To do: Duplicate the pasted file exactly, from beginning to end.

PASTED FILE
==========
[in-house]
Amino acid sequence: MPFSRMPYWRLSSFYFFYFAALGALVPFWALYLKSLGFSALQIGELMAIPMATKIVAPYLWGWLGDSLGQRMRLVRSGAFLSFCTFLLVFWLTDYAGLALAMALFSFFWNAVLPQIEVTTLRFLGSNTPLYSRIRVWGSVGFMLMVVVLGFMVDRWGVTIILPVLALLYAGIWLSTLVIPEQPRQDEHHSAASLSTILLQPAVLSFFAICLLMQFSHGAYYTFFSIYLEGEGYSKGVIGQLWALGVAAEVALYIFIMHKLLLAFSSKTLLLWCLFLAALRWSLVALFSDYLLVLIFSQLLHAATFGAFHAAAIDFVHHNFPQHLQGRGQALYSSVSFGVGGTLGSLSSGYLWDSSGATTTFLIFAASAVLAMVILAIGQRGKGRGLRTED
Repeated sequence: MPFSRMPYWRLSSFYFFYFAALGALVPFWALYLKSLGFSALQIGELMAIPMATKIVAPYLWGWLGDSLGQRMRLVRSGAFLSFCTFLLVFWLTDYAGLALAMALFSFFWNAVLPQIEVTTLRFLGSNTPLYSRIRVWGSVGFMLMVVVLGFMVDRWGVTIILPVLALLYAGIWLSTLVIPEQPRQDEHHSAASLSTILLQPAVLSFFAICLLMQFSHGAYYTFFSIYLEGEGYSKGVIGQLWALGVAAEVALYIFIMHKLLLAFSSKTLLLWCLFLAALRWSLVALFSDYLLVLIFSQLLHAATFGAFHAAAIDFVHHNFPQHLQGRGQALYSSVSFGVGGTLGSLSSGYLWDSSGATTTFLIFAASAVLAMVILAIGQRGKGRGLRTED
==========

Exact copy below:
[in-house]
Amino acid sequence: MPFSRMPYWRLSSFYFFYFAALGALVPFWALYLKSLGFSALQIGELMAIPMATKIVAPYLWGWLGDSLGQRMRLVRSGAFLSFCTFLLVFWLTDYAGLALAMALFSFFWNAVLPQIEVTTLRFLGSNTPLYSRIRVWGSVGFMLMVVVLGFMVDRWGVTIILPVLALLYAGIWLSTLVIPEQPRQDEHHSAASLSTILLQPAVLSFFAICLLMQFSHGAYYTFFSIYLEGEGYSKGVIGQLWALGVAAEVALYIFIMHKLLLAFSSKTLLLWCLFLAALRWSLVALFSDYLLVLIFSQLLHAATFGAFHAAAIDFVHHNFPQHLQGRGQALYSSVSFGVGGTLGSLSSGYLWDSSGATTTFLIFAASAVLAMVILAIGQRGKGRGLRTED
Repeated sequence: MPFSRMPYWRLSSFYFFYFAALGALVPFWALYLKSLGFSALQIGELMAIPMATKIVAPYLWGWLGDSLGQRMRLVRSGAFLSFCTFLLVFWLTDYAGLALAMALFSFFWNAVLPQIEVTTLRFLGSNTPLYSRIRVWGSVGFMLMVVVLGFMVDRWGVTIILPVLALLYAGIWLSTLVIPEQPRQDEHHSAASLSTILLQPAVLSFFAICLLMQFSHGAYYTFFSIYLEGEGYSKGVIGQLWALGVAAEVALYIFIMHKLLLAFSSKTLLLWCLFLAALRWSLVALFSDYLLVLIFSQLLHAATFGAFHAAAIDFVHHNFPQHLQGRGQALYSSVSFGVGGTLGSLSSGYLWDSSGATTTFLIFAASAVLAMVILAIGQRGKGRGLRTED